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Today's Marketing Cookie - Desire to Improve
"Of all our human resources, the most precious is the desire to improve."
Today's fortune came from Yue Niu of Brookline, MA. Yue is originally from Beijing and attended Beijing Forestry University before attending Emerson College in Boston, MA. She joined CommCreative two years ago as our Search Engine Marketing Specialist and is the nicest, smartest, hardest working person I know. We're lucky to have Yue on our team and I am thrilled to dedicate today's cookie to her. You should follow Yue on Twitter: @Yue_Niu_GMCA
Today's Marketing Cookie is about the courage it takes to improve.
I often hear people talk about the "desire to change"... especially in an election year. People want to change their look, change their lifestyle, change their habits, or change their job. They are unhappy with how much they weigh, how much they drink, or how much they watch TV. They don't like how little they earn, how little time they have with family, or how little they laugh. All of these situations, and many more, can cause a person to desire a change. In some cases, the change they desire is very dramatic.
Today's fortune doesn't talk about the desire for change. No. In fact, it is speaking of the desire for improvement.
While the desire for improvement, could still result in a change, I think of improvement as optimization, enhancement or refinement. In my mind, change requires a wholesale departure from the present course, and redeployment in a new direction. More simply, improvement is making something better, while change is making something different.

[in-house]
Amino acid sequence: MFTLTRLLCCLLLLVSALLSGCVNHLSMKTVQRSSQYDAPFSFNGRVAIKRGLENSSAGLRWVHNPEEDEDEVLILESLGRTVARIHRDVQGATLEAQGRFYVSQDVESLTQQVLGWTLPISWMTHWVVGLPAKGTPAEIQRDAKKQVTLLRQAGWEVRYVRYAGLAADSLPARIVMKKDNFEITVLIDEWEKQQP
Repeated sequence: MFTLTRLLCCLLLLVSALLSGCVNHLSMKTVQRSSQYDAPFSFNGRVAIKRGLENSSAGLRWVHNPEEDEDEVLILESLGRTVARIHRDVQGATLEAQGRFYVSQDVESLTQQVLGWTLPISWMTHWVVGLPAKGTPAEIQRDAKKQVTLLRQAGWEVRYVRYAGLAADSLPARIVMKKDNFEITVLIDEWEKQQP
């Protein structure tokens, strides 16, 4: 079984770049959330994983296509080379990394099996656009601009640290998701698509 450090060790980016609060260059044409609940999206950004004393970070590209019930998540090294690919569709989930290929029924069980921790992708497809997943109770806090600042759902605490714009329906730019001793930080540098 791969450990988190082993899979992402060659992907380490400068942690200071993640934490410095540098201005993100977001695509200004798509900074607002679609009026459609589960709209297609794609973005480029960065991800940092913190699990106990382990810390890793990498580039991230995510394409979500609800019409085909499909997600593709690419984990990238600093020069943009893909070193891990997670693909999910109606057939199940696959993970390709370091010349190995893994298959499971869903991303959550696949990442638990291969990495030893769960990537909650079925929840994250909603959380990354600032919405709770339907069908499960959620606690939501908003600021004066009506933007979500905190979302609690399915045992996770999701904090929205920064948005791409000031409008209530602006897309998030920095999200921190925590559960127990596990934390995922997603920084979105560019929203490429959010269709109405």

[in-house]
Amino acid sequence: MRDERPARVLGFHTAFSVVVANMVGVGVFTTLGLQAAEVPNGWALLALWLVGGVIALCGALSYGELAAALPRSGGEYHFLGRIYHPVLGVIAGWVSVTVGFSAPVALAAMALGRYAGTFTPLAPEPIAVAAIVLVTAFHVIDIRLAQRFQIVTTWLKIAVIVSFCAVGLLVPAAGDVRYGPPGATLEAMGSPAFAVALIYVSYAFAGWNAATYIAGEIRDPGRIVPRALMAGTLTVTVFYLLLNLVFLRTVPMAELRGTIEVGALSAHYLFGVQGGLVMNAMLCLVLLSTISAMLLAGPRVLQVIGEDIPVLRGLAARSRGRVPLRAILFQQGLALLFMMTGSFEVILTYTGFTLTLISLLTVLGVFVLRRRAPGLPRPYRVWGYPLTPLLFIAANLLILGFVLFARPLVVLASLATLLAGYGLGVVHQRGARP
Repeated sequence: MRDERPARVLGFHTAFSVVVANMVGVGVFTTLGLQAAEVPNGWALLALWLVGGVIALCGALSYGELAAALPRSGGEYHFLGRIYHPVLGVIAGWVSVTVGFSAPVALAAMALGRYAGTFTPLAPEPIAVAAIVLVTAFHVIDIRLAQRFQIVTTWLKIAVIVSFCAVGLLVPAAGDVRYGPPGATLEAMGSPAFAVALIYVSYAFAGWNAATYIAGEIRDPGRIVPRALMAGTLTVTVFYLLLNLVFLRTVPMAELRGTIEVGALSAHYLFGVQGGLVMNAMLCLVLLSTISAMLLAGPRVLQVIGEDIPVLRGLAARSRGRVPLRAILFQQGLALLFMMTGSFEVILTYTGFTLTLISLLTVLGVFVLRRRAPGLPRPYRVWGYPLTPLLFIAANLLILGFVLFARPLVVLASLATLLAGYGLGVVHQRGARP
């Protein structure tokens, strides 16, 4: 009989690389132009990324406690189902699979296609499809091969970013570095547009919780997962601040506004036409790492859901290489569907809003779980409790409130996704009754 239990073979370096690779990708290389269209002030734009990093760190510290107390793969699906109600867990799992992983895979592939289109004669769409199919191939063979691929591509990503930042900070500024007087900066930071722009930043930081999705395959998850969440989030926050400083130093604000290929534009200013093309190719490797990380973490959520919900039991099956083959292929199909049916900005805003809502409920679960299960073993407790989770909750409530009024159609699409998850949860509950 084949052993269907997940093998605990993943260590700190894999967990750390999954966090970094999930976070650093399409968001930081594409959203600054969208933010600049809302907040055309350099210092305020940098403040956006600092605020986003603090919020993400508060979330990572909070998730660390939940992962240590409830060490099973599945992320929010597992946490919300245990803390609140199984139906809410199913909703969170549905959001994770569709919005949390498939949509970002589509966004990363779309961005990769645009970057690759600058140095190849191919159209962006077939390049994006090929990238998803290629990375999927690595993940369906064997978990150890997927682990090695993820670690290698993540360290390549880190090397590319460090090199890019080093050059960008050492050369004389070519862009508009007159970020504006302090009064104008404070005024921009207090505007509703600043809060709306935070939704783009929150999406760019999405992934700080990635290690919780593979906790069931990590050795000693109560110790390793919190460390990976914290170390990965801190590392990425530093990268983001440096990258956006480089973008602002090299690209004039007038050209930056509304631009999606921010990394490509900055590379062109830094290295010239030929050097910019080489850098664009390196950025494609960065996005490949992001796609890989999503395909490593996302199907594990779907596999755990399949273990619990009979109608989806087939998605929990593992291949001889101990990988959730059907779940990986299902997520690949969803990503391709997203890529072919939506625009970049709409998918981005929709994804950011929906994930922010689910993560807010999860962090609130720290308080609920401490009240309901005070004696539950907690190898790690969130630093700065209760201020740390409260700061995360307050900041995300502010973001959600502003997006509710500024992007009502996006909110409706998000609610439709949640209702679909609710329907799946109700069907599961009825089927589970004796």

In marketing, you'll need to practice both change and improvement, but almost never at the same time.
Once you've set your marketing goals, objectives and plans, you should stay the course. Don't be tempted to pan for gold, chasing every shiny new thing that comes along. Stick with your plan and seek to optimize it. It may take longer than you expected for the results you want. You will have to exercise patience and courage to feed, nurture and improve a stalled campaign - rather then kill it and start over. The only time you must kill a campaign, is if it has already died, or if it is threatening to kill you.
Change on the other hand, takes courage too. Oh sure, it is easy to throw a bad or nearly dead campaign in the round file. No. I'm talking about killing a campaign that has been working. We've had clients in the past where we developed a breakthrough campaign that knocked the socks off of the competition, and provided double digit response. However, the competition will notice the dip in their sales and some attrition in their customer retention as our client's awesome campaign has cleaned their clocks. The competitor will eventually answer back with a competitive "me too" campaign that looks a lot like ours.
Although we were still beating them by a landslide, there were two of us now on the same path, making similar claims. This is the moment when we must change our killer campaign, stake a claim in unchartered waters and go in a new direction. This move keeps your company relevant and one step ahead of the competition. It takes a lot of courage to break something that is not broken. We don't make such changes because we desire change. No. As the fortune says, we make changes because we desire improvement.